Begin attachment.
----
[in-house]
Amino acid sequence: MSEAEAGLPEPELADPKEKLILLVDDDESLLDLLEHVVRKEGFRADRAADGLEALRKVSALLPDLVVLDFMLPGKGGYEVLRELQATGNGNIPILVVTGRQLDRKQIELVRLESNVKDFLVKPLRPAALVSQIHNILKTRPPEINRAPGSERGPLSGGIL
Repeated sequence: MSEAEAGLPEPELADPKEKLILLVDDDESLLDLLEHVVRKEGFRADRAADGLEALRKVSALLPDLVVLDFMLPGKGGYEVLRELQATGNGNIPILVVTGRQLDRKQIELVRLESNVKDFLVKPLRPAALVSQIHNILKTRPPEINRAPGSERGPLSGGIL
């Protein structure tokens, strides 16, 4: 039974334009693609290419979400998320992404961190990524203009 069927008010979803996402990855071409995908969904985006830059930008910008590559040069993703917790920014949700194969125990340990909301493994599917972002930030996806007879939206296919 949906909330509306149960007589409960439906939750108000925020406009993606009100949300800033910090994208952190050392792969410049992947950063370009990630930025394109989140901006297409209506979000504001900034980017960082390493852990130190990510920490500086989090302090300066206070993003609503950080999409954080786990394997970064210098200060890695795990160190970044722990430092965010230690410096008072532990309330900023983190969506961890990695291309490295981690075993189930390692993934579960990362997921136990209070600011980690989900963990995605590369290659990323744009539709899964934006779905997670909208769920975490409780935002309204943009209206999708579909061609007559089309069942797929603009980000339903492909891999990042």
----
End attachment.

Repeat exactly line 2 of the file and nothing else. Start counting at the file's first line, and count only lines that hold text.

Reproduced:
Amino acid sequence: MSEAEAGLPEPELADPKEKLILLVDDDESLLDLLEHVVRKEGFRADRAADGLEALRKVSALLPDLVVLDFMLPGKGGYEVLRELQATGNGNIPILVVTGRQLDRKQIELVRLESNVKDFLVKPLRPAALVSQIHNILKTRPPEINRAPGSERGPLSGGIL